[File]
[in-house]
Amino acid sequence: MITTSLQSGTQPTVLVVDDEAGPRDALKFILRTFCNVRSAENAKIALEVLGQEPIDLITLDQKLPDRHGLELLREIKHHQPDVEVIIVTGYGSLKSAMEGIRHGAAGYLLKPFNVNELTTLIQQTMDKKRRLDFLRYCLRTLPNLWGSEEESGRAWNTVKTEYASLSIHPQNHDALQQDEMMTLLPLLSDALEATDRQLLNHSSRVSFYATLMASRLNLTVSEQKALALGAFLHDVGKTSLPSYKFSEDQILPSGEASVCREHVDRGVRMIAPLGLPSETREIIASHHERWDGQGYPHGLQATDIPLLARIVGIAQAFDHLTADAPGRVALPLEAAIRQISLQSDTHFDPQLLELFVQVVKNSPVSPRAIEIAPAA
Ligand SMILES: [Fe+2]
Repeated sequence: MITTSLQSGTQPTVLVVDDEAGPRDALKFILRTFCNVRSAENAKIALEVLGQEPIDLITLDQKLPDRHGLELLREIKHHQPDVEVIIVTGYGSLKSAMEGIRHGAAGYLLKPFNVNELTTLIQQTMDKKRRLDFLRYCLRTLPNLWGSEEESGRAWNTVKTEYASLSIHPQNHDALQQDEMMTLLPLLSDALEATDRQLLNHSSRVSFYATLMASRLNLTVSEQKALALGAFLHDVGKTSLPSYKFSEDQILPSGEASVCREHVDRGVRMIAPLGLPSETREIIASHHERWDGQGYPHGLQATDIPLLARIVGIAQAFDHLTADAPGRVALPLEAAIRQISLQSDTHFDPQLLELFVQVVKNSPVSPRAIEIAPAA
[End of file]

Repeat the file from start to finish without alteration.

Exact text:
[in-house]
Amino acid sequence: MITTSLQSGTQPTVLVVDDEAGPRDALKFILRTFCNVRSAENAKIALEVLGQEPIDLITLDQKLPDRHGLELLREIKHHQPDVEVIIVTGYGSLKSAMEGIRHGAAGYLLKPFNVNELTTLIQQTMDKKRRLDFLRYCLRTLPNLWGSEEESGRAWNTVKTEYASLSIHPQNHDALQQDEMMTLLPLLSDALEATDRQLLNHSSRVSFYATLMASRLNLTVSEQKALALGAFLHDVGKTSLPSYKFSEDQILPSGEASVCREHVDRGVRMIAPLGLPSETREIIASHHERWDGQGYPHGLQATDIPLLARIVGIAQAFDHLTADAPGRVALPLEAAIRQISLQSDTHFDPQLLELFVQVVKNSPVSPRAIEIAPAA
Ligand SMILES: [Fe+2]
Repeated sequence: MITTSLQSGTQPTVLVVDDEAGPRDALKFILRTFCNVRSAENAKIALEVLGQEPIDLITLDQKLPDRHGLELLREIKHHQPDVEVIIVTGYGSLKSAMEGIRHGAAGYLLKPFNVNELTTLIQQTMDKKRRLDFLRYCLRTLPNLWGSEEESGRAWNTVKTEYASLSIHPQNHDALQQDEMMTLLPLLSDALEATDRQLLNHSSRVSFYATLMASRLNLTVSEQKALALGAFLHDVGKTSLPSYKFSEDQILPSGEASVCREHVDRGVRMIAPLGLPSETREIIASHHERWDGQGYPHGLQATDIPLLARIVGIAQAFDHLTADAPGRVALPLEAAIRQISLQSDTHFDPQLLELFVQVVKNSPVSPRAIEIAPAA